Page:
By Henry David Abraham, M.D. The story goes that coffee was discovered when a shepherd noticed his sheep dancing after they ate beans growing on a hillside. Humans have been using that bean ever since for alertness, inspiration, and energy. Caffeine is the world’s most popular drug. The US is the world’s greatest importer of coffee- nine pounds a year for each one of us. At birth caffeine is present in 75% of infants, and thanks to sodas and cocoa, in preschoolers, too. So when caffeinated “energy” drinks appeared in gas stations and supermarkets, consumers yawned, until now. Today brands like Monster Energy and Red Bull are household names and a $20 billion a year business. One third to one half of teens and young adults will try them. As the use of these drug vehicles has increased, so have reports of problems. Most people are familiar with the common problems of caffeine- jitters, insomnia, and anxiety. Energy drinks kick that list up a notch, to include seizures, strokes, and at least 13 possible deaths. There are now 20,000 emergency department visits a year related to energy drinks. Kids with preexisting medical conditions, especially those of the heart or brain, are particularly vulnerable. Recently, the makers of Monster Energy moved to sidestep the FDA requirement that they report any problems with their products by calling them “beverages.” This moves Monster to a different aisle in the supermarket and lets them sweep bad news under the rug. “But wait a minute, Dr. Abraham. Aren’t you just being a caffeine cop? How much caffeine is in an energy drink in the first place?” Answer: about one to three cups of coffee. How bad can that be? This year 18 experts on child nutrition said how bad in a letter to the FDA. They pointed out that a caffeine drink is different from a cup of tea or coffee in a number of important ways. Caffeine in coffee or tea is in a natural, botanical form, while the caffeine in energy drinks is added by the manufacturer. Another difference is that chemically concocted caffeine drinks contain a wild mix of Frankenchemicals: compounds not often mentioned in polite company that have little or no connection to normal human nutrition. Occasionally these chemicals do things to you. Guarana, one energy additive, for example, has one of the highest concentrations of caffeine in any plant, triple the caffeine in coffee. A third important difference is a matter of the use of energy drinks by children. There is no minimum legal age to buy them. If a child consumes a drug at a dose intended for an adult, this is an invitation to an overdose. The smaller the child, the greater the trouble. This among other thoughts led a committee of the American Academy of Pediatrics to say, “…caffeine and other stimulant substances contained in energy drinks have no place in the diet of children and adolescents.” That brings me to the cultural differences between coffee, tea and energy drinks. Hot tea or coffee is sipped slowly. People meet for coffee. They serve coffee and tea at the book club. They drink tea together at the Chinese restaurant. The makers of energy drinks live on another planet. An ad for Monster Energy on Amazon says it all. The 16 oz. can of Monster “packs a vicious punch but has a smooth flavor you can really pound down.” Not exactly “meeting a friend for coffee.” This Brave New World of “beverages” may explain a recent study where Australian teens suffered cardiac and neurological toxicity after drinking three to eight bottles of energy drinks at a clip. From a public health point of view, the greatest harm from an energy drink is when it is mixed with alcohol. Being drunk is bad enough, but being wide-awake drunk is stepping on the accelerator with your eyes closed. Under no circumstance should an energy drink be thought of as a cure for alcohol intoxication. It’s not. Now before the proprietors of Starbucks and Peet’s take out a contract on me, let the record show that I am not a caffeine cop. Coffee is my favorite drug- er, drink. Of all the drugs I worry about, coffee is not even a warning blip on my radar. Its benefits vastly outweigh the risks. Its psychological and health effects are varied and proven. It reduces the risks of Alzheimer’s disease, certain cancers, heart disease, and type II diabetes. Should teens drink coffee? It depends. As kids enter the teen years their clocks for sleeping and waking, like daylight savings time, spring ahead an hour or two. That means when adults are getting sleepy, kids are getting ready to rock. That also means that the next morning, as the world awakens, teenagers are zombies. This also means for many teens early morning classes are cruel but usual punishment. Short of starting the school day later, a cup of tea or coffee may work wonders for the early morning zombie. It does for many of us. But it’s not for everyone. Steven Spielberg never drank a cup of coffee in his life. Voltaire drank 30 cups a day. They both turned out all right.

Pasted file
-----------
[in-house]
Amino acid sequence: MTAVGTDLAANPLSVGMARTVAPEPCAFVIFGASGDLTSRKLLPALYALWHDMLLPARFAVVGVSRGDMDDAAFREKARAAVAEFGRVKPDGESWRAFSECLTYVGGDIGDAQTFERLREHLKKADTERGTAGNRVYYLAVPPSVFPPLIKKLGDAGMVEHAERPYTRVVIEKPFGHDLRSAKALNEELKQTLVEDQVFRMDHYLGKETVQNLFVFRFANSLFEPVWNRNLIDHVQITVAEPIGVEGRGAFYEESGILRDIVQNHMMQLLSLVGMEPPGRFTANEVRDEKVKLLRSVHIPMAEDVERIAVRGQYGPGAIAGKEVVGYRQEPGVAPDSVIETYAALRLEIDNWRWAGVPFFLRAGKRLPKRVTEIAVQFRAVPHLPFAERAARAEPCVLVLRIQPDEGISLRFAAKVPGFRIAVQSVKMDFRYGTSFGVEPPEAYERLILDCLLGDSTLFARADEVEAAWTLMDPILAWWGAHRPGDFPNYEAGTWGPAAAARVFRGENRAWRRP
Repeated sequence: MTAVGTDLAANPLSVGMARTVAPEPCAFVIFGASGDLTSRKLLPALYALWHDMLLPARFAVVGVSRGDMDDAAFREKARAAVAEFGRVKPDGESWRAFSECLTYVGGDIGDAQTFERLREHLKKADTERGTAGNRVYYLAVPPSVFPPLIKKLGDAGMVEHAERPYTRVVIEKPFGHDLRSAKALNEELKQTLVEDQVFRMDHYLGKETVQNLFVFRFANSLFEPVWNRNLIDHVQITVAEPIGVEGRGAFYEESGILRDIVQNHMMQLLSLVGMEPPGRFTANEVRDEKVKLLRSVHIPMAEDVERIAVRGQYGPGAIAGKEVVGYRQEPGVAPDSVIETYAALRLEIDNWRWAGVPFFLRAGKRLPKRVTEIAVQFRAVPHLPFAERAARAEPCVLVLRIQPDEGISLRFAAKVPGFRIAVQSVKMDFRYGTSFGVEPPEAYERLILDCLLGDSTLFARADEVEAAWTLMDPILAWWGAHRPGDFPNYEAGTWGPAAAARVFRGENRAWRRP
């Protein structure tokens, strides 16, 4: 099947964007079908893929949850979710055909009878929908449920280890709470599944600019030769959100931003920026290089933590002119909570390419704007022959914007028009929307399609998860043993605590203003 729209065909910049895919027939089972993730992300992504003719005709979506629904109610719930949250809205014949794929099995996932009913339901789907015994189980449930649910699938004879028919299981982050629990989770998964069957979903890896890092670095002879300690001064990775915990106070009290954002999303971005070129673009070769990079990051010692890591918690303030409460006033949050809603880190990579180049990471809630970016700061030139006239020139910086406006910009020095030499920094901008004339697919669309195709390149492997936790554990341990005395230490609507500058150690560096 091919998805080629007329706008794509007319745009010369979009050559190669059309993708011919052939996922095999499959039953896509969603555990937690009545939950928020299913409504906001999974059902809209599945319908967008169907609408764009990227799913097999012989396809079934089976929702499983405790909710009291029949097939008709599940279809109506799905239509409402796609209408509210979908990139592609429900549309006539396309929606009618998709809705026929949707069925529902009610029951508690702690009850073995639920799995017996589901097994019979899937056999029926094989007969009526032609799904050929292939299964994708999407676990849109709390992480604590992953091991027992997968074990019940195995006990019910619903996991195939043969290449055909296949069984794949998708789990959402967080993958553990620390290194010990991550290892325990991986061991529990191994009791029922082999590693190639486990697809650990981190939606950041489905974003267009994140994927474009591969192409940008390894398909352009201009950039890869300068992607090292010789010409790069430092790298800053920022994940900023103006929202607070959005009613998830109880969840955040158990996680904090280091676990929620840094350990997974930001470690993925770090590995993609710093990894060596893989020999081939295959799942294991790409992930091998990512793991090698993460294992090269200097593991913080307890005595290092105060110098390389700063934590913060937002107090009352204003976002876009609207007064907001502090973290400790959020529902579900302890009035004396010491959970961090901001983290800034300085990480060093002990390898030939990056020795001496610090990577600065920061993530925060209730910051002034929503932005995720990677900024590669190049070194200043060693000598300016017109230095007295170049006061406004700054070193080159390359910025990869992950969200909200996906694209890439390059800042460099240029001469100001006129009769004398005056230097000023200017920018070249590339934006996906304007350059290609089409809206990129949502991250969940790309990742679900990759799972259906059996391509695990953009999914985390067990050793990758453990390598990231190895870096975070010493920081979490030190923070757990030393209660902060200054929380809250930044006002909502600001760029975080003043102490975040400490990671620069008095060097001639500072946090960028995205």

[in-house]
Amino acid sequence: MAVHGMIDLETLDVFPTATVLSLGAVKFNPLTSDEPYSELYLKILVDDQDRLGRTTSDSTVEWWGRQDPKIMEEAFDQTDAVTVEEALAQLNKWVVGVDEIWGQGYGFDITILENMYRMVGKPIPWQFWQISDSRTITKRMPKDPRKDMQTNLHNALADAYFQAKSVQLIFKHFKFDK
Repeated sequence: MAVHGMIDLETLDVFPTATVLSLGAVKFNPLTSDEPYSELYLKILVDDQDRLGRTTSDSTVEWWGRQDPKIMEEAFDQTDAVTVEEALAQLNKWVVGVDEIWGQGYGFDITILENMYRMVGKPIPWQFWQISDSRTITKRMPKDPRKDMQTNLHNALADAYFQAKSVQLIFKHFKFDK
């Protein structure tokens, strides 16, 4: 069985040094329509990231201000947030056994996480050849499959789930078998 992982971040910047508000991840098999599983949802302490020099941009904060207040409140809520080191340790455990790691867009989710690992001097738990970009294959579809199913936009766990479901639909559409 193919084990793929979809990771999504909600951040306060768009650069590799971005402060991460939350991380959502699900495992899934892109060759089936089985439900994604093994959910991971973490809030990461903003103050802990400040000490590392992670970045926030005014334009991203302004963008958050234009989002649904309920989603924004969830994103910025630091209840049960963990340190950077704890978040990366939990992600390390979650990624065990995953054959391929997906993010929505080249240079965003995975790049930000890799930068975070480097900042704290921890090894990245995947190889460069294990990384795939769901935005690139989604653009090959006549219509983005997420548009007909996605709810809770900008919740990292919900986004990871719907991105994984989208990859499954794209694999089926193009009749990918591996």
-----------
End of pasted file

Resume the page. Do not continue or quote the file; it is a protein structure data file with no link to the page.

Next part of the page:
No-Nonsense-Final-Cover-640x1024Dr. Henry David Abraham is a psychiatrist in Lexington, MA. He is a co-founder of the International Physicians for the Prevention of Nuclear War which was awa rded the Nobel Peace Prize in 1985. Material for this article was adapted from his most recent book, The No Nonsense Guide to Drugs and Alcohol, an e-book for teens and young adults. It is now available online at and